Parent–infant vocalisations at 12 months predict psychopathology at 7 years

Allely, C.S., Purves, D., McConnachie, A. , Marwick, H., Johnson, P.C.D. , Doolin, O., Puckering, C., Golding, J., Gillberg, C. and Wilson, P. (2013) Parent–infant vocalisations at 12 months predict psychopathology at 7 years. Research in Developmental Disabilities, 34(3), pp. 985-993. (doi:10.1016/j.ridd.2012.11.024)

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Abstract

This study investigated the utility of adult and infant vocalisation in the prediction of child psychopathology. Families were sampled from the Avon Longitudinal Study of Parents and Children (ALSPAC) birth cohort. Vocalisation patterns were obtained from 180 videos (60 cases and 120 randomly selected sex-matched controls) of parent–infant interactions when infants were one year old. Cases were infants who had been subsequently diagnosed aged seven years, with at least one psychiatric diagnostic categorisation using the Development and Wellbeing Assessment. Psychopathologies included in the case group were disruptive behaviour disorders, oppositional-conduct disorders, Attention Deficit Hyperactivity Disorder, pervasive development disorder, and emotional disorders. Associations between infant and parent vocalisations and later psychiatric diagnoses were investigated. Low frequencies of maternal vocalisation predicted later development of infant psychopathology. A reduction of five vocalisations per minute predicted a 44% (95%CI: 11–94%; p-value = 0.006) increase in the odds of an infant being a case. No association was observed between infant vocalisations and overall case status. In sum, altered vocalisation frequency in mother–infant interactions at one year is a potential risk marker for later diagnosis of a range of child psychopathologies.

Item Type:Articles
Additional Information:NOTICE: this is the author’s version of a work that was accepted for publication in Research in Developmental Disabilities. Changes resulting from the publishing process, such as peer review, editing, corrections, structural formatting, and other quality control mechanisms may not be reflected in this document. Changes may have been made to this work since it was submitted for publication. A definitive version was subsequently published in Research in Developmental Disabilities 34(3), 2012, doi: 10.1016/j.ridd.2012.11.024.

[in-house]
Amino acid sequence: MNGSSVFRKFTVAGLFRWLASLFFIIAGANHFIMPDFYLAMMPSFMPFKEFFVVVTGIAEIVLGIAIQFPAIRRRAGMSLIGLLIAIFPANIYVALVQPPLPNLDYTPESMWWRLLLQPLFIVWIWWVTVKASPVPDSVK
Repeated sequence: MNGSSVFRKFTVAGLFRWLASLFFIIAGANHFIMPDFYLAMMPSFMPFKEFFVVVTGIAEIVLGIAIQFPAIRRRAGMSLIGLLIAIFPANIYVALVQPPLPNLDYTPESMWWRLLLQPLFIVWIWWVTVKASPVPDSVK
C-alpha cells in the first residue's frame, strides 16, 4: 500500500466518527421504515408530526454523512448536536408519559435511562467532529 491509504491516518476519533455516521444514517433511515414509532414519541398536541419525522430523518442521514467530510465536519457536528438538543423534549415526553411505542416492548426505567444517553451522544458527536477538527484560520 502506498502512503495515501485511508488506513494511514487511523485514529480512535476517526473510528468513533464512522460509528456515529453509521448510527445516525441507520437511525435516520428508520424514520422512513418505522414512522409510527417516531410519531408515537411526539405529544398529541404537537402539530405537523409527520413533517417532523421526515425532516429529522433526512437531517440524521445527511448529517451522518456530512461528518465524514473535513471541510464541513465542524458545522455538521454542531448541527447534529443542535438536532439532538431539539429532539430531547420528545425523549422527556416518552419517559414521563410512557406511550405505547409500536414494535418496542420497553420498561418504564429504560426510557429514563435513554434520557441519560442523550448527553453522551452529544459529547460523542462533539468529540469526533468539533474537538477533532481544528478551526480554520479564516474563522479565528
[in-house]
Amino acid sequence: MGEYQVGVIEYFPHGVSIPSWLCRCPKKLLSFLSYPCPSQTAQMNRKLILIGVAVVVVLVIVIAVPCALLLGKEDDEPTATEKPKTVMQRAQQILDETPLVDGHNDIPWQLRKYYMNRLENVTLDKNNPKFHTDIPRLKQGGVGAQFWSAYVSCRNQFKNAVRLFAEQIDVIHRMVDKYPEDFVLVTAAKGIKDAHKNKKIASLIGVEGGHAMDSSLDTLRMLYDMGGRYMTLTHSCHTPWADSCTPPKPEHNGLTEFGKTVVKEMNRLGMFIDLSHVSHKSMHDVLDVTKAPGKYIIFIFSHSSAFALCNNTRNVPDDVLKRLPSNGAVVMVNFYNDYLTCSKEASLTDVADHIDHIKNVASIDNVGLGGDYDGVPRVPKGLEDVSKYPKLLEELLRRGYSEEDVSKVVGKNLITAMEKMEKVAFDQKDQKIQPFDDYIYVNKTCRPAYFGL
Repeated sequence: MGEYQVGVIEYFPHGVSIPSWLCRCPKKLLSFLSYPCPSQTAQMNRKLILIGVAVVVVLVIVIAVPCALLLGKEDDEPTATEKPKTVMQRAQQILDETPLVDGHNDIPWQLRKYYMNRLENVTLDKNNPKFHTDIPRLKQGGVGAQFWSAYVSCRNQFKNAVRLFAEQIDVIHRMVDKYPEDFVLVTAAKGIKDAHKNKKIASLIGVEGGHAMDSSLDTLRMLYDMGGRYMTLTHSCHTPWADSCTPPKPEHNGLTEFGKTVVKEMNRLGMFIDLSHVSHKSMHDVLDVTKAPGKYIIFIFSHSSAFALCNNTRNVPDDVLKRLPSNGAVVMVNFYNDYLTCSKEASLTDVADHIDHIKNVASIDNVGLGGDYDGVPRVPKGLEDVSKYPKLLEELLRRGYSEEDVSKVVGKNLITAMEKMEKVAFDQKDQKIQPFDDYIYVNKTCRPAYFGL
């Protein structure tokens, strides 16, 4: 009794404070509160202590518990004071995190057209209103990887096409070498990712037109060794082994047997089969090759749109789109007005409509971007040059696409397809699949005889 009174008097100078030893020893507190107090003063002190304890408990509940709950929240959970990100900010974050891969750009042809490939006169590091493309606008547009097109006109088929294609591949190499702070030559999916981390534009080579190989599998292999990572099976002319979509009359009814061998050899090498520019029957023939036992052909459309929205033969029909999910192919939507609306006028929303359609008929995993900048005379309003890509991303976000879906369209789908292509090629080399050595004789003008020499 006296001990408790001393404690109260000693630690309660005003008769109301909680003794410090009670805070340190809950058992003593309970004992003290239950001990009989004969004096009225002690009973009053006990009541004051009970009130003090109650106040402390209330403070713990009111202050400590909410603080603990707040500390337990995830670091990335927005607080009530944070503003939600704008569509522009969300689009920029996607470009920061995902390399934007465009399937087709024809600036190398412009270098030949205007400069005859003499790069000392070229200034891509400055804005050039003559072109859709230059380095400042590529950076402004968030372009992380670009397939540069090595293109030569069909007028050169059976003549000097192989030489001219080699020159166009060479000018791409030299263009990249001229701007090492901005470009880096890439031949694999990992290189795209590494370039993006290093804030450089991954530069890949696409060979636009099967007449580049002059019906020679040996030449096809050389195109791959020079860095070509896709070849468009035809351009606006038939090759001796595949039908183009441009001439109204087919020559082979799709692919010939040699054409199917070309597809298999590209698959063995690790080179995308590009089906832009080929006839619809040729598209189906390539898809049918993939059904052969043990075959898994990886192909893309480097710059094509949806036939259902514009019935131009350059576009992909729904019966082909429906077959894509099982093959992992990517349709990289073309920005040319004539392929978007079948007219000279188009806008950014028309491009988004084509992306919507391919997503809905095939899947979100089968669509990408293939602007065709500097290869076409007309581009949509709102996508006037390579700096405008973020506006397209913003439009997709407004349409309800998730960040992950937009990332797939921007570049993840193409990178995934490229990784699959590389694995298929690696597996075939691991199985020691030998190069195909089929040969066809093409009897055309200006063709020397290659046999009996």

Status:Published
Refereed:Yes
Glasgow Author(s) Enlighten ID:McConnachie, Dr Alex and Johnson, Dr Paul and Allely, Dr Clare and Doolin, Ms Orla and Purves, Mr David and Gillberg, Professor Christopher and Puckering, Dr Christine
Authors: Allely, C.S., Purves, D., McConnachie, A., Marwick, H., Johnson, P.C.D., Doolin, O., Puckering, C., Golding, J., Gillberg, C., and Wilson, P.
College/School:College of Medical Veterinary and Life Sciences > Institute of Health and Wellbeing > Robertson Centre
College of Medical Veterinary and Life Sciences > Institute of Health and Wellbeing > Mental Health and Wellbeing
College of Medical Veterinary and Life Sciences > Institute of Health and Wellbeing > General Practice and Primary Care
Journal Name:Research in Developmental Disabilities
Publisher:Elsevier
ISSN:0891-4222
ISSN (Online):1873-3379
Published Online:03 January 2013
Copyright Holders:Copyright © 2012 Elsevier Ltd
First Published:First published in Research in Developmental Disabilities 34(3):985-993
Publisher Policy:Reproduced in accordance with the copyright policy of the publisher

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